By Alxs Ness

Global Metal Apocalypse



Just utter the genre and you will raise an eyebrow. Symphonic Extreme Metal might be a paradox in terms of how the opposites of the metal scale collide on Kymatica's self-debut album, but it certainly leaves an ever-lasting taste for more.



Metal Titans

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Haven’t heard of this band, they are a Vancouver based band, that has been creating and doing shows for awhile now. They previously had a self titled demo, and now they are here with their first debut album. Take a chance, give it a listen. What you are going to get here is a mixture of different styles, which encompasses black, progressive, melodic with some added Death Metal, giving it their own unique flare.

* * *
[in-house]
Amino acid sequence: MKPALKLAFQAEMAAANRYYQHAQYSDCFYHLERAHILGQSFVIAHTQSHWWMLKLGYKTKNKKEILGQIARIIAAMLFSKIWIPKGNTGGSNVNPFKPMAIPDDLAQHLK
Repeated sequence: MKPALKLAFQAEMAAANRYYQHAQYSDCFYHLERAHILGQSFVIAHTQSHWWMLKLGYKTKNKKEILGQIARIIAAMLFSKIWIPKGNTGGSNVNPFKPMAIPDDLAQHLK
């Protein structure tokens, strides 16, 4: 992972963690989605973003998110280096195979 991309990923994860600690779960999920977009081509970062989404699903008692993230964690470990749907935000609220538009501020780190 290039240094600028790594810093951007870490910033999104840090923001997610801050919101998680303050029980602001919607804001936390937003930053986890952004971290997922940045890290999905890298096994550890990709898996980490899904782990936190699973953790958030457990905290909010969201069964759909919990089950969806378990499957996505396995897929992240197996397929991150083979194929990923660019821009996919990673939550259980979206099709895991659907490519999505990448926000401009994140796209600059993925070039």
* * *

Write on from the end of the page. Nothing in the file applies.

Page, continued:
Back in 2008 Luke Kaea founded the band as his own, but after many shows locally they seem to be growing. The lyrics are more along the lines of enlightenment, supernatural, and the connections between all that is in the universe. There is a guest on this album, Omega Crom’s Johnny Ketlo, giving the album a little more driving power. There are some horns in the air riffs to bang along to, some pretty good solos here as well. All in all, there is something unique and definitely different for the listeners.

You might find some similar sounds here to other bands, but where don’t you find some, so many bands, so many riffs, but you need to listen to each and every song, to pick out Kymatica’s discerning sound. Go ahead, give them a listen, you will find that they are unique in song and lyrics. Giving them the edge.